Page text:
Information Central (c) Larry Larsen
Drought and High Water in the Amazon
A few years ago, many of the news headlines screemed "Drought" in mid October when the Madeira and upper Amazon rivers were at their
lowest levels in many years. Some news items stated "the worst drought in more than 40 years is damaging the world's
biggest rainforest, plaguing the Amazon basin with wildfires, sickening river dwellers with tainted drinking water, and killing fish by the
millions as streams dry up." The Peacock Bass Association had calls and emails as did many of their Supporting Member operators. The truth is that the Amazon is a huge
place (the size of Alaska) and the rainy season varies greatly over the rainforest there.
If a drought affects Georgia, do you put off your fishing trip to Florida or North Carolina? I don't think so. When
Maine and Louisiana is flooding, can you still fish in Arkansas or West Virginia? I think so. Headlines scare people, and that's how many newspapers get people to
read their articles. The drought can affect the Madeira watershed and the fishing season there is completed. It can also affect the Amazon headwaters (called the
Solimoes River in Brazil before it meets up with the Rio Negro to form the Brazilian Amazon River) in Peru
downstream to Manaus; it was at the lowest level in Peru in 36 years back then, but those conditions there don't
necessarily affect the northern Amazon's Rio Negro watershed. PBA Supporting Member outfitters or destinations that are
either mobile or are are located on watersheds that are not easily impacted may not be affected at all.
High Water In "Drought Conditions"
Even when the peacock bass fishing waters in one area of the Amazon
Region have been affected by the drought conditions, others in fact, may have perfect water conditions or even too high a water level at the same
time. The Peacock Bass Association generally keeps an eye on the water conditions and reports the status as changes occur.
I get numerous letters from PBA members and phone calls and emails from
other anglers pertaining to the high water reports that may or may not have operators curtailing their trips. Here's
one who wrote, "Hi Larry: I received a fax from my lodge outfitter just a few days before leaving. He
said that the water levels were very high then and suggested that I reschedule my trip for March. I have always fished for peacocks in January
. Have you ever fished in March? I was supposed to leave January 5 so I had lots of airline flight rescheduling to do."
"Also, my Brazilian visa that I had just bought in November would not be
valid. I would have to pay another $100 for a new one. At the Chicago consulate, they would only give me a 90 day visa. I had no problem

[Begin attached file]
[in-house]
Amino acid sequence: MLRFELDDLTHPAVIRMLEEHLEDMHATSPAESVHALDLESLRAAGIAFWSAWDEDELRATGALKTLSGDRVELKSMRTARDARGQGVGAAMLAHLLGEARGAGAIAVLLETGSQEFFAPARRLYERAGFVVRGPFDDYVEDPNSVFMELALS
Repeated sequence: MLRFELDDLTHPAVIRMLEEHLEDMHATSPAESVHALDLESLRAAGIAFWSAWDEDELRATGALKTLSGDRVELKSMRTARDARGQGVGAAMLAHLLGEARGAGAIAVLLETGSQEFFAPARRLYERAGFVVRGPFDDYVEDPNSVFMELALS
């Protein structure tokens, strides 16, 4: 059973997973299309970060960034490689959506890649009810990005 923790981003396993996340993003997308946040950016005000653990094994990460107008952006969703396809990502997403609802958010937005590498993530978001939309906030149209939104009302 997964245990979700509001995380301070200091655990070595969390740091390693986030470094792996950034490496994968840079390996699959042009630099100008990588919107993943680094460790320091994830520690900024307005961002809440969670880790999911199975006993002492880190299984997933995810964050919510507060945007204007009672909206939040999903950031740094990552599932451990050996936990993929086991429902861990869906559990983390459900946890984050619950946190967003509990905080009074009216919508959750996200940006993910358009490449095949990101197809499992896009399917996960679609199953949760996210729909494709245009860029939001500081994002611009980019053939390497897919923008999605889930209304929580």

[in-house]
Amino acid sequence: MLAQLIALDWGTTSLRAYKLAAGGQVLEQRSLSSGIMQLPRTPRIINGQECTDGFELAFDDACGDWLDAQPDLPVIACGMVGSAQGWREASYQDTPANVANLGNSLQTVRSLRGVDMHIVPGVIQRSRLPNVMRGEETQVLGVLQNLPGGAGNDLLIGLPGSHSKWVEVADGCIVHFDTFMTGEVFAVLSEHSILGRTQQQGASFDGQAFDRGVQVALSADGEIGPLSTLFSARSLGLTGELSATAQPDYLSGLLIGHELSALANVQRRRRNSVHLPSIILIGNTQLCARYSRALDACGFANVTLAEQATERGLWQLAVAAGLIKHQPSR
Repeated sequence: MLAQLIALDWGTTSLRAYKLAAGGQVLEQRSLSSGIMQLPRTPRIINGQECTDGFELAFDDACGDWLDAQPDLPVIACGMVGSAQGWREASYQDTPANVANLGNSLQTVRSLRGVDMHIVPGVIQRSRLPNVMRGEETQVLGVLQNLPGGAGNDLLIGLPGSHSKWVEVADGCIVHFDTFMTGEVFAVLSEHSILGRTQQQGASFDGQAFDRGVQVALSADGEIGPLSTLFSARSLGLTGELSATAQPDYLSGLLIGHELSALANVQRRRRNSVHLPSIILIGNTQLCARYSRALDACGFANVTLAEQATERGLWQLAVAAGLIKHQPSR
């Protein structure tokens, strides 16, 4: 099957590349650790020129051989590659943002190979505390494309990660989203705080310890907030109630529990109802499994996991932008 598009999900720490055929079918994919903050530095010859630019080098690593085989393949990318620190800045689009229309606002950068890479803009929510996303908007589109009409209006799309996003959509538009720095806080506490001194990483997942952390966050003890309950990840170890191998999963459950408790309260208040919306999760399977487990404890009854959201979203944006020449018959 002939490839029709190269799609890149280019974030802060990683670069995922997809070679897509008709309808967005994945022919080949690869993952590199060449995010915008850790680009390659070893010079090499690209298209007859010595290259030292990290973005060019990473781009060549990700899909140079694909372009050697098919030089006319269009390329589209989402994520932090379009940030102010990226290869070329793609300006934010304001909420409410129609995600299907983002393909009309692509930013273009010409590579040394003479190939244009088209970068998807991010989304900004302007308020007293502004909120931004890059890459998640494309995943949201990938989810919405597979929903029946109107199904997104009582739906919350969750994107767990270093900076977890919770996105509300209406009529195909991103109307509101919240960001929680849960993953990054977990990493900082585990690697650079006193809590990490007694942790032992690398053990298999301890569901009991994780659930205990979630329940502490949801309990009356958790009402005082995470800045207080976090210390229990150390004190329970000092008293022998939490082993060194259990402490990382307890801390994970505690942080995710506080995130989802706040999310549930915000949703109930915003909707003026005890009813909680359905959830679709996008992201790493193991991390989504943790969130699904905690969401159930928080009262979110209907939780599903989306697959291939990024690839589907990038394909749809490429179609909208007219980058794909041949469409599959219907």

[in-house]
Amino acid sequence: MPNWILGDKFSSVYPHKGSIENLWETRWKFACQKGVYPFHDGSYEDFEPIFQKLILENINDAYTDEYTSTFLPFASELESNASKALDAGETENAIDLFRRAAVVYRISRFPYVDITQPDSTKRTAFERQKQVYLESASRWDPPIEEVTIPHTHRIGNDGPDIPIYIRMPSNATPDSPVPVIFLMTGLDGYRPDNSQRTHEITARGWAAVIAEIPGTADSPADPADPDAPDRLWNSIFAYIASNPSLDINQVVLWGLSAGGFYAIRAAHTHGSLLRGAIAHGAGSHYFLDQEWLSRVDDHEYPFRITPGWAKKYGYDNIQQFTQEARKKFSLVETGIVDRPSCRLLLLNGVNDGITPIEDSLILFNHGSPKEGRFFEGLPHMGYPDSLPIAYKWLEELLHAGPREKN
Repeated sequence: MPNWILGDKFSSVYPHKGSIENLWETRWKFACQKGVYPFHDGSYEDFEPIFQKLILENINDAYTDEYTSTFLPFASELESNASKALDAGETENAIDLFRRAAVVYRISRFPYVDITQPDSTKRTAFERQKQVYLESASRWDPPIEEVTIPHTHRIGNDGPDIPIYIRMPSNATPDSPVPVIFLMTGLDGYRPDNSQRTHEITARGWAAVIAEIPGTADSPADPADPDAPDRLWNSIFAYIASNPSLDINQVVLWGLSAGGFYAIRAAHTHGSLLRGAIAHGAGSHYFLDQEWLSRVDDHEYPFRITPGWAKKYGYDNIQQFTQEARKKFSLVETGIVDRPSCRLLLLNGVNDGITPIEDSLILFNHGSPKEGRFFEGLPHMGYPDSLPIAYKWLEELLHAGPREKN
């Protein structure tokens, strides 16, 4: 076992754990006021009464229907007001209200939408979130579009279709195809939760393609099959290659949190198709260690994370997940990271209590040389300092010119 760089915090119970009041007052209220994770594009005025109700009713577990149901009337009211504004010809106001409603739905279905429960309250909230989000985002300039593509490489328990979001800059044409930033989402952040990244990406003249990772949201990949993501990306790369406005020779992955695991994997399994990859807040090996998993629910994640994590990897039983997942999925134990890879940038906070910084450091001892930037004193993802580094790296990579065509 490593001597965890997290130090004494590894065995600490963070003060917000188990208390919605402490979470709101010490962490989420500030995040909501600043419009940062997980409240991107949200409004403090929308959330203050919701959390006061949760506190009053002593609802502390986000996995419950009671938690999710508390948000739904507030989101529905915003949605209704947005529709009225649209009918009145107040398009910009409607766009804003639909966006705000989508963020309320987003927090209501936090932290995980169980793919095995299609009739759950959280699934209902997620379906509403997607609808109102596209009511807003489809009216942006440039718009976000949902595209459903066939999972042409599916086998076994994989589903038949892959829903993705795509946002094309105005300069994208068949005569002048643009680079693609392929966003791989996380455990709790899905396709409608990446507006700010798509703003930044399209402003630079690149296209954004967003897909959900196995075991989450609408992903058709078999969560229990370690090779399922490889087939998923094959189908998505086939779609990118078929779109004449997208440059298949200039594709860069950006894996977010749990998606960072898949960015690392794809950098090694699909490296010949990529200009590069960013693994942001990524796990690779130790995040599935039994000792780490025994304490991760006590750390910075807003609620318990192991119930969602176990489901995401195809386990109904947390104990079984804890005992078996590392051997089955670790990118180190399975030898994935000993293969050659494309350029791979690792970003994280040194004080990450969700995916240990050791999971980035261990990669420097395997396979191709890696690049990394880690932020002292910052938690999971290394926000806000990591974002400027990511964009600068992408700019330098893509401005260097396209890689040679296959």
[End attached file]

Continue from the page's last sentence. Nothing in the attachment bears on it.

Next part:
getting my flights switched around for March 11. Hopefully other owner/operators are offering to allow the anglers to switch dates like mine
did. I am looking forward to March and will probably enjoy myself much more than if I would have gone down in early January. I'm glad that my
lodge owner is honest and informed me about the water levels, even though I had lots of unpacking to do."
Rescheduling & Impacts on Everyone
I answered him and others who had similar excellent questions and comments as follows:
March can be a great month if the waters are down, and they often are. They may be high
in some areas and coming down fast in a few tributaries. Things do change from week to
week though. A couple of years ago, the water levels were down to very low levels in April
even, and the fishing was great for the very few anglers that were able to fish them then.
Rescheduling your air flights is usually better than fishing for a couple of bites a day. I
have had great trips and poor trips in the same month of the year. I have had a few trips
(thankfully) postponed. I always hate to see newcomers to peacock bass fishing have a bad
first (or even a second bad) trip, because they might not be interested in chasing the fish any further. They don't know the potential of the fish or fishery.
High waters can
hurt the industry significantly. Operators and outfitters that have to
reschedule trips take a financial beating, particularly when it involves several weeks' cancellations in a row. Some staff payments
and costs go on whether there are anglers at the lodge or on the yacht that week or not. Travel agents have to make changes without
additional fees for themselves and airlines are hurt when they have to fly partially empty planes on routes that typically have lots of anglers.
Anglers that cancel have to absorb costs as the writer pointed out, and those that do go in
bad water conditions and have a poor trip (in their eyes) may never rebook with the same
operator or even go back with a different operator to try again, no matter how good the
incentives. The whole thing is very unfortunate. But it something we all have to put up with.
Editor's Note: Tips reprinted with permission from PBA's "The World of Peacock Bass" monthly eZine